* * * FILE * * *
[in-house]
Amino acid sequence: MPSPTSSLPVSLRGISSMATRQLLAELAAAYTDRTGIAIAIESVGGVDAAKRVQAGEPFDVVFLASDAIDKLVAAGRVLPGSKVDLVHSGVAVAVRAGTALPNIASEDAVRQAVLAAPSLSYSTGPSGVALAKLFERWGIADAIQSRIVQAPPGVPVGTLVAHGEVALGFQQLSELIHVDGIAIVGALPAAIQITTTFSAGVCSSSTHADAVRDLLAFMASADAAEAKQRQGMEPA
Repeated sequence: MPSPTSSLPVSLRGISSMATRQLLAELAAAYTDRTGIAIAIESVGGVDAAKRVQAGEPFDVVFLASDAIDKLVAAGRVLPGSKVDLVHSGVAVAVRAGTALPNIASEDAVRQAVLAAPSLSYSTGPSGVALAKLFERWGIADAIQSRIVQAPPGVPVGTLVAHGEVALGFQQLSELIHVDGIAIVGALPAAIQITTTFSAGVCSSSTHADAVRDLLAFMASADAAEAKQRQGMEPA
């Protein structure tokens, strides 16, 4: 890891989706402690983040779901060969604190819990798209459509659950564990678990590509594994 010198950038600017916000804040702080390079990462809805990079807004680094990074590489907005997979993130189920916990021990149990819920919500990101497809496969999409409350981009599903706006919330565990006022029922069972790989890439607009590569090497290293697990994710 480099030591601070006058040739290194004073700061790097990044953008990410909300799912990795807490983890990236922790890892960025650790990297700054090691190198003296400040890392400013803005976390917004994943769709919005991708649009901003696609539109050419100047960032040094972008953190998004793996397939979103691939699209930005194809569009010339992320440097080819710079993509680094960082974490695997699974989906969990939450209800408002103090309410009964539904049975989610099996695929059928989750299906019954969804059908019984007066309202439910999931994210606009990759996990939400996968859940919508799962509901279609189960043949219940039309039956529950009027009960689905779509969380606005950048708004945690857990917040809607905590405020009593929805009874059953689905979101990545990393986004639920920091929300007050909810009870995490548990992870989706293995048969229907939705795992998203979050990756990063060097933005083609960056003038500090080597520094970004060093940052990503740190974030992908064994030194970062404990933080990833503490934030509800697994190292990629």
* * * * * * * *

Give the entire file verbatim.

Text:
[in-house]
Amino acid sequence: MPSPTSSLPVSLRGISSMATRQLLAELAAAYTDRTGIAIAIESVGGVDAAKRVQAGEPFDVVFLASDAIDKLVAAGRVLPGSKVDLVHSGVAVAVRAGTALPNIASEDAVRQAVLAAPSLSYSTGPSGVALAKLFERWGIADAIQSRIVQAPPGVPVGTLVAHGEVALGFQQLSELIHVDGIAIVGALPAAIQITTTFSAGVCSSSTHADAVRDLLAFMASADAAEAKQRQGMEPA
Repeated sequence: MPSPTSSLPVSLRGISSMATRQLLAELAAAYTDRTGIAIAIESVGGVDAAKRVQAGEPFDVVFLASDAIDKLVAAGRVLPGSKVDLVHSGVAVAVRAGTALPNIASEDAVRQAVLAAPSLSYSTGPSGVALAKLFERWGIADAIQSRIVQAPPGVPVGTLVAHGEVALGFQQLSELIHVDGIAIVGALPAAIQITTTFSAGVCSSSTHADAVRDLLAFMASADAAEAKQRQGMEPA
């Protein structure tokens, strides 16, 4: 890891989706402690983040779901060969604190819990798209459509659950564990678990590509594994 010198950038600017916000804040702080390079990462809805990079807004680094990074590489907005997979993130189920916990021990149990819920919500990101497809496969999409409350981009599903706006919330565990006022029922069972790989890439607009590569090497290293697990994710 480099030591601070006058040739290194004073700061790097990044953008990410909300799912990795807490983890990236922790890892960025650790990297700054090691190198003296400040890392400013803005976390917004994943769709919005991708649009901003696609539109050419100047960032040094972008953190998004793996397939979103691939699209930005194809569009010339992320440097080819710079993509680094960082974490695997699974989906969990939450209800408002103090309410009964539904049975989610099996695929059928989750299906019954969804059908019984007066309202439910999931994210606009990759996990939400996968859940919508799962509901279609189960043949219940039309039956529950009027009960689905779509969380606005950048708004945690857990917040809607905590405020009593929805009874059953689905979101990545990393986004639920920091929300007050909810009870995490548990992870989706293995048969229907939705795992998203979050990756990063060097933005083609960056003038500090080597520094970004060093940052990503740190974030992908064994030194970062404990933080990833503490934030509800697994190292990629």